Monday, February 9, 2015

We’ve Seen it All...or Have We? By Linda S. Glaz



There’s Brian Williams at Iwo Jima, Brian in Iraq, Brian landing on the moon, Brian carrying the Ten Commandments, Brian inspired by MLK, and, of course, Brian reporting from the Nativity. We’ve had a lot of laughs this week at his expense, but let’s face it, he sort of put himself in the pile of…memes. When reporting, the American people expect the truth (well, we do even though we oftentimes don’t get it). But this recent, major faux pas has stirred something in most of us that should speak to authors.
Readers expect the truth in amongst the lies known as fiction! Why do I say lies? Fiction is one great big lie about the folks living in our heads. And while we fictionalize circumstances, towns, maps, locations, as well as the people living there, there is a certain expectation of reality that our readers want. Can we move a building or structure within a town in order to work an aspect of the story in creatively? Of course. Can we tell an out and out lie about the business or building? Now we’re ruffling the dander of the folks who own or patronize that biz or building. We can fictionalize the circumstances, but can we tell folks that the local McD’s is the hotbed of drug biz in a certain town? Not a good idea. So we might change the name of the fast food joint to accommodate the “lie”.
Can we tell an historic inaccuracy in order to create intrigue in the fiction? Certainly, especially if we have emphasized this in our notes, etc. Otherwise, how do the readers know we are fictionalizing the era? Should the historic nuances be correct? I’m talking about whether or not a Corvette was available in 1930 or not? How about the words on a Burma Shave sign? How about the exact time Rosie the Riveter came to be known? Did they make chocolate chip cookies in England in 1840? Did air industry start in before Columbus came to America? I guess you get my drift…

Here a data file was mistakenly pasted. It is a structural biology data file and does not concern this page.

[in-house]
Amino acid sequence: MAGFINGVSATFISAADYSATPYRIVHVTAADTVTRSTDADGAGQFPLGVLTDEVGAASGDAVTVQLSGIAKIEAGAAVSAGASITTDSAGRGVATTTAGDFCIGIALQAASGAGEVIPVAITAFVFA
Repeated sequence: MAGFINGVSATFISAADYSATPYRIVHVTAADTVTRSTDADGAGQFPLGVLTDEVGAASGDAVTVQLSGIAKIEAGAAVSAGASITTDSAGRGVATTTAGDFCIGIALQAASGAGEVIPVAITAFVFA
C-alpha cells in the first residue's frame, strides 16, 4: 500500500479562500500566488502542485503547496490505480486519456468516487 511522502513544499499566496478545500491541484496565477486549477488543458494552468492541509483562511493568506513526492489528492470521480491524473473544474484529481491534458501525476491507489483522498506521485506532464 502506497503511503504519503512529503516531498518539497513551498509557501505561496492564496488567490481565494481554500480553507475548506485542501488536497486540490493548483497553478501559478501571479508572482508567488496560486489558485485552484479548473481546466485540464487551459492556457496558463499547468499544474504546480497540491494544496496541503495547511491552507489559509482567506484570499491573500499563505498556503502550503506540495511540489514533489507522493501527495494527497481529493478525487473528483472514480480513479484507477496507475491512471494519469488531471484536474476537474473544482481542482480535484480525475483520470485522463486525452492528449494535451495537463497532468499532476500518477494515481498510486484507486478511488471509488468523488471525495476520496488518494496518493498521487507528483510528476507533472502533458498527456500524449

An entire book might be written about, let’s say Vietnam. A fictionalized battle is fine, few of us have been to or fought in Vietnam, and we want a particular outcome for our characters. Can we do justice to a fictionalized battle? ABSOLUTELY! But be sure that you didn’t use weapons that weren’t in use yet, rocket launchers that had yet to be produced and the like. You have told your reader it’s a piece of fiction to give them the flavor of what happened in ‘Nam, but be sure the accoutrements and such are correct for that period. It will lend a much stronger flavor to your story.
Let’s not come across sounding like Brian. Let’s make our fiction as correct as possible, even a work that uses fact loosely for the sake of the story. After all, 007’s antics weren’t all accurate, but Ian Fleming used as much correct information for that time period as possible. The architecture, landscape, most of the autos, fashion, and the like. And he introduced many fascinating “new” electronics and such to sprinkle salt on the story. He blended fiction with futuristic possibilities giving us the best of both worlds. And none of expected to own cars that could fly or dive under water just because James Bond could. Fleming let us know what to expect and he knew what was expected of him as an author. He didn’t try to convince us that particular items existed; he let our imaginations work with his stories.
Fictionalize and make the story pop, but don’t look like Brian Williams in the process.
Yes, there’s a fine line, but readers know when you’re handing them a load of hooey. And they don’t much like it unless they know it is your intention.
Don’t lie about your lie!

7 comments:

Davalyn Spencer said...

Great comments about the fine line of truth in fiction.

Linda Glaz said...

Thanks Davalynn. A really difficult balancing act.

Joyce Hart said...

This is a good piece, Linda. One little thing that I notice is fiction is using slang that people did not use in that particular time frame.

Linda Glaz said...

Yes, and that makes me crazy! And it dates the authors. When you have a person my age writing groovy for the 90s and current era, is so ages the writer. Or in the historic west saying cool. I totally understand and wonder what people are thinking.

David Smith said...

An excellent example is Stephen King's recent novel, "11-22-63," which is a great time-travel story set in the late 1950s. He and a research assistant spent countless days digging through the cultural trappings of that era. I was a kid living in Bangkok at the time, but most reviewers say all the effort to be authentic made the book much, much better. We can never be too diligent in adhering to reality.

David Smith said...

Linda, I've gotta add one more just for fun. In the 1999 film, "Brokedown Palace," Bill Pullman plays a lawyer trying to defend Claire Danes on drug charges in Bangkok. (Again, my childhood home, which is why I went to such a B movie!) Pullman walks into a scene, begins to speak "Thai," and it's pure gibberish. Literally made-up syllables. Now, granted, most folks won't know. But anyone with any familiarity with Asia had to be thinking, "Kidding? Aren't you even going to TRY to be authentic?" Same with "Anna and the King," etc. We should all make an effort to be as real as we can; sometimes it's actually a simple fact-check or two. Awesome post, Linda.

Linda Glaz said...

That would have driven me crazy! To think they made that up is horrid.